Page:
What's the buzz

What's the buzz

Consuming cocoa can boost brain function


A daily dose of chocolate could improve the brain function and help keep dementia and Alzheimer’s at bay, a new study has claimed. Researchers found that consuming cocoa every day helped improve mild cognitive impairment – a condition involving memory loss which can progress to dementia or  Alzheimer’s – in elderly patients.

The study involved 90 people aged 70 or older diagnosed with mild cognitive impairment who were split into three groups of 30 and given either a high, medium or low dose of a cocoa drink daily, a American Heart association statement said. The drink contained flavanols – chemicals associated with a decreased dementia risk which are found in a variety of foods, including cocoa products such as dark chocolate.

The participants’ diet was restricted to eliminate other sources of flavanols, such as tea or red wine. 

Their cognitive function was examined using tests of factors including working memory and processing speed.

Researchers found those who consumed high and medium doses daily had significantly better cognitive scores by the end of the eight-week study in a number of categories, including working memory, the statement said.

Those given the higher doses of the flavanol drink improved far more than those given the lowest dose, the study, published in the journal ‘Hypertension’ said.

Fresh water from rivers and rain can intensify hurricanes  

When hurricanes blow over ocean regions swamped by fresh water, the conditions can unexpectedly intensify the storm, according to an analysis of tropical cyclones. 

Although the probability that hurricanes will hit such conditions is small, ranging from 10 to 23 percent, the effect is potentially large: Hurricanes can become 50 per cent more intense, the researchers said.  These results might help improve predictions of a hurricane’s power in certain regions. Such conditions occur where large river systems pour fresh water into the ocean, such as by the Amazon River system, the Ganges River system, or where tropical storms rain considerably, as in the western Pacific Ocean.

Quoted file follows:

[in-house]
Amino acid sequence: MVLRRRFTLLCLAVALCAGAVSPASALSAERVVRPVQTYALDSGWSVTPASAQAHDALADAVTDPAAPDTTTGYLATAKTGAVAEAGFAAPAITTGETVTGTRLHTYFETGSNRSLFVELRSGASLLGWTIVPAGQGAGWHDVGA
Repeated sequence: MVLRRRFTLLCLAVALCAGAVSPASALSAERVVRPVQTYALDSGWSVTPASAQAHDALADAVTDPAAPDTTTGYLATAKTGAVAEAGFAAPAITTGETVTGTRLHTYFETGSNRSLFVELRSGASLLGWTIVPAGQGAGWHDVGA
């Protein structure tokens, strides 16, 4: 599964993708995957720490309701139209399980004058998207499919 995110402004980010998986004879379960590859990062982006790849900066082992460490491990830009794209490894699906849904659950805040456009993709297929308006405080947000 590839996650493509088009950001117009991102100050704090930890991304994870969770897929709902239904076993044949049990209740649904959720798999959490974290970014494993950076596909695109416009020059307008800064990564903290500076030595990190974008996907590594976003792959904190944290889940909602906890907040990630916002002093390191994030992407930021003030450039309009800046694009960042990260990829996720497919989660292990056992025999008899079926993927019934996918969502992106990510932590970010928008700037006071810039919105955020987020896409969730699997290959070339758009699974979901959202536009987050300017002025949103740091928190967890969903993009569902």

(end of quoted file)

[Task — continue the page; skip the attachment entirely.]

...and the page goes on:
“Sixty percent of the world’s population lives in areas affected by tropical cyclones,” said ocean scientist Karthik Balaguru at the Department of Energy’s Pacific Northwest National Laboratory. 

Most hurricanes passing over the ocean lessen in strength as the ocean water cools off due to mixing by the strong winds under the cyclone: this pumps less heat into them. 

“A 50 percent increase in intensity can result in a much larger amount of destruction and death,” said Balaguru. 

Doctors urged to treat lack of exercise as medical condition

Physical inactivity itself should be treated as a medical condition because it is the root cause of many of the common problems that we have, argues a Mayo Clinic physiologist.
 A sedentary lifestyle is a common cause of obesity and excessive body weight and fat in turn are considered catalysts for diabetes, high blood pressure, joint damage and other serious health problems.  Physical inactivity affects the health not only of many obese patients, but also people of normal weight, such as workers with desk jobs, patients immobilized for long periods after injuries or surgery, and women on extended bed rest during pregnancies, among others, said Mayo Clinic physiologist Michael Joyner.

Prolonged lack of exercise can cause the body to become deconditioned, with wide-ranging structural and metabolic changes: the heart rate may rise excessively during physical activity, bones and muscles atrophy, physical endurance wane, and blood volume decline.

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